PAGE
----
A rebel fighter checks his escape route as government troops advance towards his position. Photo: Jason P.Howe, 2002
If the world population were shrunk to that of a hamlet of 100 persons, preserving the proportions of all the world’s peoples, the situation would be as follows:
6 would own 59% of the wealth and they would be from the U.S.,
80 would live in sub standard housing,
70 would be illiterate,
50 would be malnurished.
This polarization inherent to the capitalist system has accentuated the contradictions between workers and capitalists, those who own and those who are dispossessed of the means of production and the developed and underdeveloped nations. This has generated rejection by a very broad movement of social and political forces worldwide –environmentalists, women, youth and students, aboriginal people, blacks and campesinos, etc., who are unfolding numerous actions and have manifest growing activity and militancy as was notable at the demonstrations against the meetings of the WTO, the Group of 8, the World Bank and the International Monetary Fund, among others.
When these battles are eminently popular, they are directed against the exploitation of capital and in pursuit of a society of social justice without exclusion or sex, race, ethnic and age discrimination.
The crisis of the neo-liberal economic policies, made obvious by the evolution of th world economy in the 1990’s, comes on top of the problems arising in other areas like the realm of society where there has been an important rise in the numbers of unemployed and underemployed, not just in the underdeveloped countries, but also in the developed ones, with the consequence of growing poverty that has now reached the approximate figure of 1.5 billion people.
Segun el Banco Mundial, de una poblacion de 6.000 millones de habitantes, unos 2800 millones de personas, casi la mitad, viven con menos de dos dolares al dia, y 1200 millones, una quinta parte, con menos de un dolar al dia.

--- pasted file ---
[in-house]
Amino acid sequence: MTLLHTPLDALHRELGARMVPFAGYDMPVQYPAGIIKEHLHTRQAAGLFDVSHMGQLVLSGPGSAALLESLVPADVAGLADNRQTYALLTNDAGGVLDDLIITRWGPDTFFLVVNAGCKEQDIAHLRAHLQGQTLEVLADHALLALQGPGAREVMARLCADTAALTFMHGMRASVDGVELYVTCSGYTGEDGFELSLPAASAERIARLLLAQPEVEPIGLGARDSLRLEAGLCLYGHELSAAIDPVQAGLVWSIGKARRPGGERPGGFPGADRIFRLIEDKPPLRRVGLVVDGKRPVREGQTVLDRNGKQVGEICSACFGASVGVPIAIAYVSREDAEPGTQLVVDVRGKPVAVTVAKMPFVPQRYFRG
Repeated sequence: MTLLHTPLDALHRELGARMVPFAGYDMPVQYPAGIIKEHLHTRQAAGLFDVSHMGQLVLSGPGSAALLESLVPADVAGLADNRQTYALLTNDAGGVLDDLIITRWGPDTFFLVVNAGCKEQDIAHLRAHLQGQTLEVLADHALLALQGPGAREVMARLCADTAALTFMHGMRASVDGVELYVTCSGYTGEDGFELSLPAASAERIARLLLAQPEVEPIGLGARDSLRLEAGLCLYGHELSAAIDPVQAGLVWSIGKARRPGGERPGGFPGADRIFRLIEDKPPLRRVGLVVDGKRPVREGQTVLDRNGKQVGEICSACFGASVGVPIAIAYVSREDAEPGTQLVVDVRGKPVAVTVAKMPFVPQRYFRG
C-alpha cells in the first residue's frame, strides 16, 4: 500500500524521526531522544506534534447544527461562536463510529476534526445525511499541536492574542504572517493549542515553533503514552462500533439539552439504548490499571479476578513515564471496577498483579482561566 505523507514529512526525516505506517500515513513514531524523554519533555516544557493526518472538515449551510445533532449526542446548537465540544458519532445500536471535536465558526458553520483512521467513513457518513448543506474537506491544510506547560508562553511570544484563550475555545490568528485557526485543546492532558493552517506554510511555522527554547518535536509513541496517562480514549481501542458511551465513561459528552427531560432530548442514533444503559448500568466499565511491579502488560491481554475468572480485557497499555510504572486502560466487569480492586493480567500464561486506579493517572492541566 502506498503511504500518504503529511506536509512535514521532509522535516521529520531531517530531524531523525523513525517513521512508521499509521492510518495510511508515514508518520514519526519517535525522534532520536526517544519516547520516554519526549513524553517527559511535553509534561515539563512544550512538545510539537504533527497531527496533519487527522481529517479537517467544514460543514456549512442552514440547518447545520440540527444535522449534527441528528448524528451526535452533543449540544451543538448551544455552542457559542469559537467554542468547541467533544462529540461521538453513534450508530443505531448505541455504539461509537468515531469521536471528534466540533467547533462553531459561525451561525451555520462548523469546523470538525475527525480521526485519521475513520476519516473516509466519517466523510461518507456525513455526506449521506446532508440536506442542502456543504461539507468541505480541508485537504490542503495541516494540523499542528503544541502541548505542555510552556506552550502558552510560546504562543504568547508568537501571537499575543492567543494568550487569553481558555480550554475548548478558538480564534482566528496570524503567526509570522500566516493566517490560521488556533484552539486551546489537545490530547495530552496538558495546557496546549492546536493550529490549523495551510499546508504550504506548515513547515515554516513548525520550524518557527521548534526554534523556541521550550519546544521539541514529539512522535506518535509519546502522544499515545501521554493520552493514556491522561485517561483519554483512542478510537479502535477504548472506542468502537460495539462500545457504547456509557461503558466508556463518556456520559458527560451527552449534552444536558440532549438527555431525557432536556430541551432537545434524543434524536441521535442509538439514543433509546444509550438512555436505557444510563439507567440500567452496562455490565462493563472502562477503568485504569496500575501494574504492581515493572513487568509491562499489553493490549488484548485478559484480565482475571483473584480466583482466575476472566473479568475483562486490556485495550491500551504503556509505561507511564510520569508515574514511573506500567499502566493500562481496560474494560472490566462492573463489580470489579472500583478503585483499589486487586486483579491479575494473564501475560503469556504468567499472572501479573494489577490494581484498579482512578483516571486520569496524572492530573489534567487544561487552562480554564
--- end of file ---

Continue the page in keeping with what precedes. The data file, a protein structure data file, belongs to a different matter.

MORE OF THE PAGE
En el plano politico se presenta una crisis de gobernabilidad nacional y mundial, que el informe del desarrollo humano 1999 PNUD, caracteriza como “desequilibrada geograficamente (dominada por el G 7 normalmente, pero tambien por el G-1 muchas veces) y basada en acuerdos multilaterales que han ayudado al establecimiento de mercados globales sin considerar sus impactos sobre la humanidad, ...y donde no hay mecanismos para obligar a los individuos y las corporaciones no solo a los gobiernos a respetar los derechos humanos y los principios eticos... Una gobernabilidad, la actual, donde las estructuras y procesos a la hora de disenar las politicas globales son poco representativos (FMI, BM, G-7, G-10, OCDE, OMC ) “.
Si a esto anadimos la crisis ambiental, consecuencia de la irracional explotacion de los recursos de todo tipo existentes en el planeta por las potencias imperialistas y la crisis etica, generada por la promocion del individualismo, el consumismo y la competencia salvaje, podemos arribar a la conclusion de que el neoliberalismo en general como concepcion del mundo se encuentra en crisis.
Ante esta circunstancia el socialismo no requiere demostrar su superioridad frente al capitalismo, despues del triunfo, esta empieza a manifestarse desde el momento en que el capitalismo empieza a negarse a si mismo.
Como senala Marx: “Conforme disminuye progresivamente el numero de magnates capitalistas que usurpan y monopolizan este proceso de transformacion, crece la masa de la miseria, de la opresion, del esclavizamiento, de la degeneracion, de la explotacion “.
“... El monopolio del capital se convierte en grillete del regimen que ha crecido con el y bajo el”
El imperialismo, condenado a saquear cada vez mas al mundo y en la misma medida a promover el descontento y la rebelion universales se encuentra indefenso y como tal tiene que apelar cada vez mas a la negacion de su democracia burguesa y a la utilizacion de la fuerza para mantener su dominio.(guerra del golfo, de Yugoslavia, de Afganistan ) y desarrollo del Plan Colombia como componente militar del ALCA entre otras medidas de ese corte.
Para Colombia en particular, rige el mismo analisis general, y arroja resultados similares. En la decada del 90, el coeficiente de Gini, que mide la concentracion del ingreso, paso de 0.47 a 0.52(uno de los mas elevado del mundo), la diferencia de remuneraciones por niveles de educacion se amplio, los ingresos laborales disminuyeron su participacion en el PIB y la concentracion del capital se acentuo en forma apreciable, aumento el desempleo(21% ) sumiendo en la pobreza y la miseria a 33 millones de Colombianos, 3millones de ninos estan desnutridos y mal alimentados, 1.7 millones